Speaker Munmun De Choudhury
Affiliation Georgia Tech
Host Eric Horvitz
Date recorded 27 February 2014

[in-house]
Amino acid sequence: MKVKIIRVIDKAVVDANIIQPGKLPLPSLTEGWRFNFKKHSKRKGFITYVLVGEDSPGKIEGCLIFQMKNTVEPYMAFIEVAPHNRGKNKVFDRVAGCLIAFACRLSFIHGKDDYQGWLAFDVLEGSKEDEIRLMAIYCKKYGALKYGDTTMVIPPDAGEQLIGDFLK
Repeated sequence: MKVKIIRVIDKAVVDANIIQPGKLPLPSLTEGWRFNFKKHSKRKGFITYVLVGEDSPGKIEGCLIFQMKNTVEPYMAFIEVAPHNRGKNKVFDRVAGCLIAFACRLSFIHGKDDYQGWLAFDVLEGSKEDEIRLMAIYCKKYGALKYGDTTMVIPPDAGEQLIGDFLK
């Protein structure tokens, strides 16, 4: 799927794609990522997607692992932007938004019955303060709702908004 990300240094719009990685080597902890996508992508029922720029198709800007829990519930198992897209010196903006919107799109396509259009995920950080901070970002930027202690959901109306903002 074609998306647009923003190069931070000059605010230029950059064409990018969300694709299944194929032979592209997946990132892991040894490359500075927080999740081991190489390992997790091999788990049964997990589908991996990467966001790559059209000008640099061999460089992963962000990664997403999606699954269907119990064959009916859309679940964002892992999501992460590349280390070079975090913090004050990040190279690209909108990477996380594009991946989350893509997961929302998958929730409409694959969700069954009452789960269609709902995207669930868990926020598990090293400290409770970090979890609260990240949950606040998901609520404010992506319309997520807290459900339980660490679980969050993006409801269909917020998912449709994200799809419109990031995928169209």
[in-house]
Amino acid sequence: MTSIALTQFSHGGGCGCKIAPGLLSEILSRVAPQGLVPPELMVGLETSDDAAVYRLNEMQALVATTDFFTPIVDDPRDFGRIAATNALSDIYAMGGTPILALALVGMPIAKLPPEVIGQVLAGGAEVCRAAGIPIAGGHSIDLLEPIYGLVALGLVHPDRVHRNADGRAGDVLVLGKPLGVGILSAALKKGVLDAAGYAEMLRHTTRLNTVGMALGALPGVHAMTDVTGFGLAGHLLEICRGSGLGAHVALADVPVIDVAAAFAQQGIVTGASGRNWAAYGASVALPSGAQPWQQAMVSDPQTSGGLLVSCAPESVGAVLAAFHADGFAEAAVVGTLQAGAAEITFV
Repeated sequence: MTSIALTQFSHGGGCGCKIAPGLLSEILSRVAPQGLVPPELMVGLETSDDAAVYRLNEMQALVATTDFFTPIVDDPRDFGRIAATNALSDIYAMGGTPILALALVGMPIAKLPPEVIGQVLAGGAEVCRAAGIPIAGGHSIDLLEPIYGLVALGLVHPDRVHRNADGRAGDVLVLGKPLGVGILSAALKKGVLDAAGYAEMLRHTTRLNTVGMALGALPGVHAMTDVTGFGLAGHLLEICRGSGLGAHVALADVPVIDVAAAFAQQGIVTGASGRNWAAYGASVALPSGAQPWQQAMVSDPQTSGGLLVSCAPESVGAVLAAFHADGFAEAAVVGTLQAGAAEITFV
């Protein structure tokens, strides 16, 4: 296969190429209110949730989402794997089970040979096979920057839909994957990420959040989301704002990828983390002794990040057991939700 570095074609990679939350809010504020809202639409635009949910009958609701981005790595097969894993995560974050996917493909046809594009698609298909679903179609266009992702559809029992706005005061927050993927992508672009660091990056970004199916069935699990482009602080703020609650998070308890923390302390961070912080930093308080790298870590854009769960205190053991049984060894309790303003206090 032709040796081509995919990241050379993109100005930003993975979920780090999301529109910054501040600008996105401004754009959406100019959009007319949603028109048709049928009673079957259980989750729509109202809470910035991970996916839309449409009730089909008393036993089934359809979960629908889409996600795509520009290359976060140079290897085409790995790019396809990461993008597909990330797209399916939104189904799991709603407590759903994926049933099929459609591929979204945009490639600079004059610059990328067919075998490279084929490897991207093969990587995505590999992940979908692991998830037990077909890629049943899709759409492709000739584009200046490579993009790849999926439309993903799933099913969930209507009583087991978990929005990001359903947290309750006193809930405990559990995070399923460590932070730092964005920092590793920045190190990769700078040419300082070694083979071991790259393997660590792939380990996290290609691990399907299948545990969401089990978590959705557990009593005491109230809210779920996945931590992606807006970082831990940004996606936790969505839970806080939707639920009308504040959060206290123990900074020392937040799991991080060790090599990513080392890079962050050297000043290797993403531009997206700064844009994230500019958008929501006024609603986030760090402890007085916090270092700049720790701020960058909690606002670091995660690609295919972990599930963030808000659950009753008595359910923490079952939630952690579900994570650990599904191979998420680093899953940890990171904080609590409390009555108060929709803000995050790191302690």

Millions of people undergo traumatic experiences annually, ranging from personal crises to those that are societal or collective. While acute distress is a normative response to trauma, a small percent of the people who have undergone such experiences continue to exhibit severe stress reactions long after the trauma. This talk presents some findings on the nature of disclosure that is manifested in social media by communities embroiled in personal and collective trauma. In a first study, we examine the affective responses in Twitter experienced in communities embroiled in an armed conflict and how they might indicate desensitization to violence. For the purpose, we specifically focus on the communities inflicted by the protracted drug war in Mexico. In a second study, we study disclosure and disinhibition in the light of dissociative anonymity in mental illness communities on the social media reddit. Our findings, spanning the two studies, reveal the kind of unique information needs that social media might be fulfilling when it comes to experiences of trauma. They also expand our understanding of the role of the social web in behavioral therapy, and the impact of post-traumatic stress on civic engagement.
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